Has Trudeau done a better job of committing to the region? The answer that has emerged over the last year is a tentative yes.
The recently announced conference on Arctic cooperation with Russia is a good example. While maintaining that Canada has a very different stance on the situations in Ukraine and Syria, according to Pamela Goldsmith-Jones, the Parliamentary Secretary to the Minister of Foreign Affairs, “It makes no sense . . . for Canadian and Russian scientists not to be working together.” And she is absolutely right. If Ottawa wants to have an influence in the Arctic, it is an unavoidable fact that they will have to engage with the region’s largest player: Russia. In fact, Russia and Canada share many similar priorities in the region, most notably identical legal perspectives on the northern sea routes.
Another key policy implemented by the Trudeau government was the appointment of Inuit leader Mary Simon as a Special Representative advising the government. Working together with Indigenous Affairs Minister, Carolyn Bennett, Simon will advise the government on a Shared Arctic Leadership Model (SALM) designed to incorporate the views of northerners in development and conservation policies. While still in its infancy, this SALM could go a long way towards upholding the federal government’s stated priority of engaging meaningfully with northern stakeholders and repairing a relationship long marked by colonialism.
Importantly this has been part of a larger attempt to redefine the relationship between the various levels of government and Indigenous peoples. Although controversy over the way the United Nation’s Declaration on the Rights of Indigenous Peoples’ is being implemented into Canadian law remains, the removal of Canada’s objector status is an important step in the right direction.
Elsewhere, the government has put their money where their mouth is and brought community level consultation to the Canadian Coast Guard’s Northern Marine Transportation Corridors Initiative; moved ahead with a deep-water port in Iqaluit and an extension of the city’s breakwater; begun consultation on the construction of a small craft harbour in Pond Inlet; engaged seriously with climate change; vowed to review Nutrition North; and toyed with the possibility of expanding Canada’s Northern Warning System.
Going forward: A Trump sized wrench in Trudeau’s plans?
Far from an Arctic revolution, Trudeau’s quiet approach is in line with Canada’s historic priorities in the region. In doing so, it carries on many Harper era policies (the expansion of the Nutrition North Program being a prime example). This consistency is not in and of itself a bad thing as Canada’s underlying Arctic priorities are robust and well thought out. That they have fallen short in the past is not reflective of the policies themselves, but instead of the previous governments who failed to engage with them.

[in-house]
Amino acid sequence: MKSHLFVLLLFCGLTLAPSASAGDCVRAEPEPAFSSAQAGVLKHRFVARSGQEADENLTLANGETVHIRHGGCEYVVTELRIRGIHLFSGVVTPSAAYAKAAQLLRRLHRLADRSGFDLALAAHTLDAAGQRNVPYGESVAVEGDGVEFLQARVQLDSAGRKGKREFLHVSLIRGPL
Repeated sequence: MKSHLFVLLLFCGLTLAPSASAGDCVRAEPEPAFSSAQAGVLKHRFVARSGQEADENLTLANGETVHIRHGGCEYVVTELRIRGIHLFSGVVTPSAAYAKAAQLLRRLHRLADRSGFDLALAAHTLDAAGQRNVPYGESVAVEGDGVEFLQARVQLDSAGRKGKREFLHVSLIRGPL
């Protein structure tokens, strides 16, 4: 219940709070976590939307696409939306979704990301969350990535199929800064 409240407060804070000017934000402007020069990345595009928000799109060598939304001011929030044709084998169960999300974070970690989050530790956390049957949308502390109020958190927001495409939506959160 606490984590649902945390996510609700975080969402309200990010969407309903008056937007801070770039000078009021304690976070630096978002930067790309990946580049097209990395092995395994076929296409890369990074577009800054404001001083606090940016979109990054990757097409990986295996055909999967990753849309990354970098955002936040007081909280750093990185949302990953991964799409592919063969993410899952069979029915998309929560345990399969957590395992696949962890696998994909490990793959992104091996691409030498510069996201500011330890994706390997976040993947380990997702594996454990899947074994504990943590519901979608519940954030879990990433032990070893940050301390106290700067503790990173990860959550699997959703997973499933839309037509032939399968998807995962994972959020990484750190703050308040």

What the shock election of Donald Trump means for Trudeau’s Arctic ambitions is unclear. Despite being too soon to speculate on the full impact of a Trump presidency in the Arctic, his position on climate change appears clear: a self-described climate denier who is on record saying that climate change is a hoax, Trump has vowed to withdraw from the Paris Agreement and reverse all of Obama’s Arctic policies, including the measures outlined in the joint statement on the Arctic between the President and Trudeau earlier this year. Environmental implications aside, tearing up one of the most tangible symbols of US-Canadian Arctic cooperation in years does not bode well. Likely gone are the easy times when the personal amity between the Prime Minister and the President made for smiling photo shoots and joke filled state dinners.
Going forward, Trudeau will have a tough task of balancing the progressive wave he rode to victory in last year’s election and engaging constructively with the new US administration. In addition to defining the North American Arctic, the relationship between the two leaders will resonate across the larger Circumpolar North. That both leaders seem open to engaging with Russia is one promising avenue to explore.
The larger concern remains that Canada does not have the economic or political clout to go at it alone. True at the national scale, this is echoed in the Arctic; the population of Alaska, for example, is roughly seven times larger than that of all three northern territories combined. If real progress is to be made, it has to be done in conjunction with the Americans and the larger Arctic community. In light of the divisive campaign and the controversial transition team Trump has assembled, this cooperation is far from given.
Beyond speculating over what Trump means for the Arctic, it is absolutely clear that there are very real issues facing Canada’s North. That Trudeau has not significantly departed from the policies of his predecessors is not the best indicator of whether or not he will be able to tackle them. Instead, it will be whether or not he carries through with the promising initiatives that have emerged over the last year, and invests in them politically and economically, that will be the measure of his Arctic legacy.
Although a storm may very well be brewing across the border, the Prime Minister needs to do his best to keep cooperation alive and, above all else, respectfully work with northerners to address the myriad challenges they face.